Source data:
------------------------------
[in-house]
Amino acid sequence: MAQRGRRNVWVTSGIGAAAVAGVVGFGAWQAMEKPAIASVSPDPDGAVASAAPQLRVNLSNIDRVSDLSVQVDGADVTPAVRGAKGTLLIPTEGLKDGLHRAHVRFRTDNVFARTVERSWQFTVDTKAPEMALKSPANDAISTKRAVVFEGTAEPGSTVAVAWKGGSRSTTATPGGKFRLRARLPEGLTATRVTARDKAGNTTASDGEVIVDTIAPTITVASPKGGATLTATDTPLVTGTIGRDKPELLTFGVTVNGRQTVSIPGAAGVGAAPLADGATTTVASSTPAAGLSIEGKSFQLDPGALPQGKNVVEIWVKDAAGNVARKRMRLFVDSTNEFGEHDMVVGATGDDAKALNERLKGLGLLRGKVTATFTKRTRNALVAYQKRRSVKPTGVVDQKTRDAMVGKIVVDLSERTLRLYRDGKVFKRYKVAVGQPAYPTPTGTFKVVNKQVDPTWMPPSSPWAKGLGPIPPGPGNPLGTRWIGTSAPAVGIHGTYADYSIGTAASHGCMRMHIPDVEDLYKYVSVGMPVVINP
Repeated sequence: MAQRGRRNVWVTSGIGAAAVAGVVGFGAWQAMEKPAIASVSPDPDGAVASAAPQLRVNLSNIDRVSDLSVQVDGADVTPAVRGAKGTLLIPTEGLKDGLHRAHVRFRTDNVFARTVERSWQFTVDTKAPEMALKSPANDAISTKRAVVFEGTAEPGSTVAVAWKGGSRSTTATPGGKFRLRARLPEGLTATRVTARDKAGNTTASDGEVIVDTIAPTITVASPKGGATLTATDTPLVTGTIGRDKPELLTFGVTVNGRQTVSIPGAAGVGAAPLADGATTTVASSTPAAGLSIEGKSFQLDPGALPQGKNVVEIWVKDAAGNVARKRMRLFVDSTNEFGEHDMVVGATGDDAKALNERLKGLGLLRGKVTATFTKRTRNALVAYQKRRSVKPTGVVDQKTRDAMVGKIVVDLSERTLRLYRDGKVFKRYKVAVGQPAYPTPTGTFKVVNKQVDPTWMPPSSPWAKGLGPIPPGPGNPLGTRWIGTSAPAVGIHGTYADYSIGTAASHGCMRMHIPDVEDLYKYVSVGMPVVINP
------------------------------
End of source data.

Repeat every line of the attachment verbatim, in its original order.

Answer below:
[in-house]
Amino acid sequence: MAQRGRRNVWVTSGIGAAAVAGVVGFGAWQAMEKPAIASVSPDPDGAVASAAPQLRVNLSNIDRVSDLSVQVDGADVTPAVRGAKGTLLIPTEGLKDGLHRAHVRFRTDNVFARTVERSWQFTVDTKAPEMALKSPANDAISTKRAVVFEGTAEPGSTVAVAWKGGSRSTTATPGGKFRLRARLPEGLTATRVTARDKAGNTTASDGEVIVDTIAPTITVASPKGGATLTATDTPLVTGTIGRDKPELLTFGVTVNGRQTVSIPGAAGVGAAPLADGATTTVASSTPAAGLSIEGKSFQLDPGALPQGKNVVEIWVKDAAGNVARKRMRLFVDSTNEFGEHDMVVGATGDDAKALNERLKGLGLLRGKVTATFTKRTRNALVAYQKRRSVKPTGVVDQKTRDAMVGKIVVDLSERTLRLYRDGKVFKRYKVAVGQPAYPTPTGTFKVVNKQVDPTWMPPSSPWAKGLGPIPPGPGNPLGTRWIGTSAPAVGIHGTYADYSIGTAASHGCMRMHIPDVEDLYKYVSVGMPVVINP
Repeated sequence: MAQRGRRNVWVTSGIGAAAVAGVVGFGAWQAMEKPAIASVSPDPDGAVASAAPQLRVNLSNIDRVSDLSVQVDGADVTPAVRGAKGTLLIPTEGLKDGLHRAHVRFRTDNVFARTVERSWQFTVDTKAPEMALKSPANDAISTKRAVVFEGTAEPGSTVAVAWKGGSRSTTATPGGKFRLRARLPEGLTATRVTARDKAGNTTASDGEVIVDTIAPTITVASPKGGATLTATDTPLVTGTIGRDKPELLTFGVTVNGRQTVSIPGAAGVGAAPLADGATTTVASSTPAAGLSIEGKSFQLDPGALPQGKNVVEIWVKDAAGNVARKRMRLFVDSTNEFGEHDMVVGATGDDAKALNERLKGLGLLRGKVTATFTKRTRNALVAYQKRRSVKPTGVVDQKTRDAMVGKIVVDLSERTLRLYRDGKVFKRYKVAVGQPAYPTPTGTFKVVNKQVDPTWMPPSSPWAKGLGPIPPGPGNPLGTRWIGTSAPAVGIHGTYADYSIGTAASHGCMRMHIPDVEDLYKYVSVGMPVVINP